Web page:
As a former employee of the Times Supplements, after they bought my company just as the recession hit world stock markets, I am interested in seeing how the new owners will develop the title. As a competitor in the recruitment market though TeachVac, I am interested to see how quickly the new owners will move and whether there will be developments in time for the 2019 recruitment round that will peak in the spring. But, maybe Providence’s pockets are deep enough to not worry about 2019 and they will start to focus on 2020 and beyond.

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Teaching as a global career

Should the DfE set up a specific Unit to help teachers trained in England return from working overseas? They might want to work on this with the British Council. Recent data from research organisation ISC suggests that UK private schools are leading the charge into overseas markets, with several new schools established overseas this year alone by schools with headquarters in England. Many of these new schools will have a high percentage of UK trained teachers working in them.

In the past, the international school market was mainly a market serving expat communities, by providing a home country style education that allowed executives to take their families with them on overseas posting. This meant that they were secure both in the knowledge that their children’s education would be protected, and that their children would also benefit from a new set of cultural experiences, together with the opportunity to mix with others from a range of cultures in an increasingly global world.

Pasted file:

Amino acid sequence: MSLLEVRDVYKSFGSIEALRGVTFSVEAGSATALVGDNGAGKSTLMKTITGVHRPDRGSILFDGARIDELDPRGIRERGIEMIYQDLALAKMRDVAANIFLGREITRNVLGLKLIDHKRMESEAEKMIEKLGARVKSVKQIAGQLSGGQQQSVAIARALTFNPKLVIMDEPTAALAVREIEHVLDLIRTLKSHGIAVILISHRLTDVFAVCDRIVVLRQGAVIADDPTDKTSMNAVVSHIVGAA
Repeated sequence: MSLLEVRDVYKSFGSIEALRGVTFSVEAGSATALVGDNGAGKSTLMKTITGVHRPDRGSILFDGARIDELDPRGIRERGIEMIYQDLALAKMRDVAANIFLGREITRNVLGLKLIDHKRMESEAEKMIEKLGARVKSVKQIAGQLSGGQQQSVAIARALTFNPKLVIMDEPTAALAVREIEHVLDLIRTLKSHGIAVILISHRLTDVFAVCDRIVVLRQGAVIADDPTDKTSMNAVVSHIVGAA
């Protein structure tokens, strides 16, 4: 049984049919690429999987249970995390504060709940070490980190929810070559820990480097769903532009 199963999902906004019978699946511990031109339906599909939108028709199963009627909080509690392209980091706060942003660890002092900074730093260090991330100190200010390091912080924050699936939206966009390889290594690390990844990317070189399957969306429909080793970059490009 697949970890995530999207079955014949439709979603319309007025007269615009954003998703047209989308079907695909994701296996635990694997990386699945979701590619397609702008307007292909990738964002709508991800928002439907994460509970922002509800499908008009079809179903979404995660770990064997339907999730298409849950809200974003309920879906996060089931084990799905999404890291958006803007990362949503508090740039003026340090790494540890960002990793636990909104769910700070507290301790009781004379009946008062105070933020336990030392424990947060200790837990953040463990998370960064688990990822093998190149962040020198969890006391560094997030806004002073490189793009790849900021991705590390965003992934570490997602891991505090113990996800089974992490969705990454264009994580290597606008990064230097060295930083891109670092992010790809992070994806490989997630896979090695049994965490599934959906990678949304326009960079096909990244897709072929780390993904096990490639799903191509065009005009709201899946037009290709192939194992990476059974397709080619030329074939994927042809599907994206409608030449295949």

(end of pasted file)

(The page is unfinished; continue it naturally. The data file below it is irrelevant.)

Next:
However, in our increasingly global and digital world, the use of so-called international schools has changed. The pupils in such schools are now predominantly not the children of expats, according to ISC research, but mostly local children of parents than can afford to pay the fees in what are increasingly ‘for-profit’ schools. This raises the question, why should the UK, and England in particular, be supporting the staffing of these schools if we cannot provide enough teachers for our own schools? Making teaching in England more attractive as a career is an obvious way forward, but the DfE should also be examining how difficult it is for teachers that want to return from working overseas to find a job back home. Can more be done to assist these teachers in their quest to return and can more of them be helped and encouraged to return?